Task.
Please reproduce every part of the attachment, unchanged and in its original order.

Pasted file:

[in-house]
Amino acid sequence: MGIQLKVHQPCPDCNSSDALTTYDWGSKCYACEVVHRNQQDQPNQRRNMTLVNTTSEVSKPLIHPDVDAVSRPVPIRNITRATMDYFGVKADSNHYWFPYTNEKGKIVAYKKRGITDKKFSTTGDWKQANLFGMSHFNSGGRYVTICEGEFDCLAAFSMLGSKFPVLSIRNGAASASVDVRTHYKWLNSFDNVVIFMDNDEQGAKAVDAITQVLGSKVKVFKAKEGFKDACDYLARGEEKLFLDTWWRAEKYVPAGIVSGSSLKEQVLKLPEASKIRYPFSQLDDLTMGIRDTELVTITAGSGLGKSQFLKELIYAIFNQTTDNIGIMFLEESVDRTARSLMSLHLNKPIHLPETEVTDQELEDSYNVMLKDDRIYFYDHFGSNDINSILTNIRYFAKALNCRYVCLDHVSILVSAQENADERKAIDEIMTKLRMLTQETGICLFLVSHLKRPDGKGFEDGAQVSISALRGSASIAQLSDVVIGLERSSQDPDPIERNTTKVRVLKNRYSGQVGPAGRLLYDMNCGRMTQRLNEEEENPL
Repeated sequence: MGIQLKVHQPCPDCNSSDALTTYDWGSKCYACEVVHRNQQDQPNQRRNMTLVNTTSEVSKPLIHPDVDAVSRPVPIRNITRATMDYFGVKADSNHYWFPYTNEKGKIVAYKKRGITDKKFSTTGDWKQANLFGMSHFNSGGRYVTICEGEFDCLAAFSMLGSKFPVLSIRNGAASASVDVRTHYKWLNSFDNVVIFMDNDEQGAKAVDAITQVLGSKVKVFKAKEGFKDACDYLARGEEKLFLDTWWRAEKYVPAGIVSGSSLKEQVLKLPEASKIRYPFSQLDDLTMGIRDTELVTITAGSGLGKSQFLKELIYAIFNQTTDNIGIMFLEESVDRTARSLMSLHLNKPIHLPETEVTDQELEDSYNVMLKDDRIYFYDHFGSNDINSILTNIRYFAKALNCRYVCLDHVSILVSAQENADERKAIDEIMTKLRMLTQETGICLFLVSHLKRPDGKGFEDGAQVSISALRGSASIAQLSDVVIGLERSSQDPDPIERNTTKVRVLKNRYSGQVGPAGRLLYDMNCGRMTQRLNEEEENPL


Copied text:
[in-house]
Amino acid sequence: MGIQLKVHQPCPDCNSSDALTTYDWGSKCYACEVVHRNQQDQPNQRRNMTLVNTTSEVSKPLIHPDVDAVSRPVPIRNITRATMDYFGVKADSNHYWFPYTNEKGKIVAYKKRGITDKKFSTTGDWKQANLFGMSHFNSGGRYVTICEGEFDCLAAFSMLGSKFPVLSIRNGAASASVDVRTHYKWLNSFDNVVIFMDNDEQGAKAVDAITQVLGSKVKVFKAKEGFKDACDYLARGEEKLFLDTWWRAEKYVPAGIVSGSSLKEQVLKLPEASKIRYPFSQLDDLTMGIRDTELVTITAGSGLGKSQFLKELIYAIFNQTTDNIGIMFLEESVDRTARSLMSLHLNKPIHLPETEVTDQELEDSYNVMLKDDRIYFYDHFGSNDINSILTNIRYFAKALNCRYVCLDHVSILVSAQENADERKAIDEIMTKLRMLTQETGICLFLVSHLKRPDGKGFEDGAQVSISALRGSASIAQLSDVVIGLERSSQDPDPIERNTTKVRVLKNRYSGQVGPAGRLLYDMNCGRMTQRLNEEEENPL
Repeated sequence: MGIQLKVHQPCPDCNSSDALTTYDWGSKCYACEVVHRNQQDQPNQRRNMTLVNTTSEVSKPLIHPDVDAVSRPVPIRNITRATMDYFGVKADSNHYWFPYTNEKGKIVAYKKRGITDKKFSTTGDWKQANLFGMSHFNSGGRYVTICEGEFDCLAAFSMLGSKFPVLSIRNGAASASVDVRTHYKWLNSFDNVVIFMDNDEQGAKAVDAITQVLGSKVKVFKAKEGFKDACDYLARGEEKLFLDTWWRAEKYVPAGIVSGSSLKEQVLKLPEASKIRYPFSQLDDLTMGIRDTELVTITAGSGLGKSQFLKELIYAIFNQTTDNIGIMFLEESVDRTARSLMSLHLNKPIHLPETEVTDQELEDSYNVMLKDDRIYFYDHFGSNDINSILTNIRYFAKALNCRYVCLDHVSILVSAQENADERKAIDEIMTKLRMLTQETGICLFLVSHLKRPDGKGFEDGAQVSISALRGSASIAQLSDVVIGLERSSQDPDPIERNTTKVRVLKNRYSGQVGPAGRLLYDMNCGRMTQRLNEEEENPL